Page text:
Adolescents' reactions to universal and indicated prevention programs for depression

Perceived stigma and consumer satisfaction

Ronald M. Rapee*, Ann Wignall, Jeanie Sheffield, Nick Kowalenko, Anna Davis, Jordana McLoone, Susan H. Spence

*Corresponding author for this work

    Research output: Contribution to journalArticle

    54 Citations (Scopus)


    There is a common view that one of the major considerations in selecting between universal and indicated interventions is the marked stigma produced by the latter. However, to date there has been no empirical examination of this assumption. The current study examined reported stigma and program satisfaction following two school-based interventions aimed at preventing depression in 532 middle adolescents. The interventions were conducted either across entire classes by classroom teachers (universal delivery) or in small high risk groups by mental health professionals (indicated delivery). The indicated delivery was associated with significantly greater levels of perceived stigma, but effect sizes were small and neither program was associated with marked stigma in absolute terms. Perceived stigma was more strongly associated with aspects of the individual including being male and showing greater externalizing symptomatology. In contrast, the indicated program was evaluated more positively by both participants and program leaders and effect sizes for these measures of satisfaction were moderate to large. The results point to the need for further empirical evaluation of both perceived stigma and program satisfaction in providing balanced considerations of the value of indicated and universal programs.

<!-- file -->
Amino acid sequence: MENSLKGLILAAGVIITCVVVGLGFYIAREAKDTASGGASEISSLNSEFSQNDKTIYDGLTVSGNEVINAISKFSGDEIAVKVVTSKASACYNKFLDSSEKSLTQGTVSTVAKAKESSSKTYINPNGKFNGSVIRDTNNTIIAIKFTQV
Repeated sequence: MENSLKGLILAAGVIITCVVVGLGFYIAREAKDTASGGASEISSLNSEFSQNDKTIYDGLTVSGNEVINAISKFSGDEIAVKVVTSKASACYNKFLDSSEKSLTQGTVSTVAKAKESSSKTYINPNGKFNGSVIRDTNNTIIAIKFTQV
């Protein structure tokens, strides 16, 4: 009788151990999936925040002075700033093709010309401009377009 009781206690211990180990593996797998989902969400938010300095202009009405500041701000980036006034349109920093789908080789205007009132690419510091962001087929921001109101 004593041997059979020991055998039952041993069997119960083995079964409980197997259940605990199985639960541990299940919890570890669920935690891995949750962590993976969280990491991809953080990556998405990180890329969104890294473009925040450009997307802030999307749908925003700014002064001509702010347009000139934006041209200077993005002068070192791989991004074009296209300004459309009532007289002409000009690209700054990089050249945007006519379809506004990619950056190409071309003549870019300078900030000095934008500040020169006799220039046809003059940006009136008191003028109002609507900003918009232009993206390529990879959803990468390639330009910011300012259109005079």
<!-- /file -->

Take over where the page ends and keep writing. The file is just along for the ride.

Original languageEnglish
    Pages (from-to)167-177
    Number of pages11
    JournalPrevention Science
    Issue number2
    Publication statusPublished - Jun 2006

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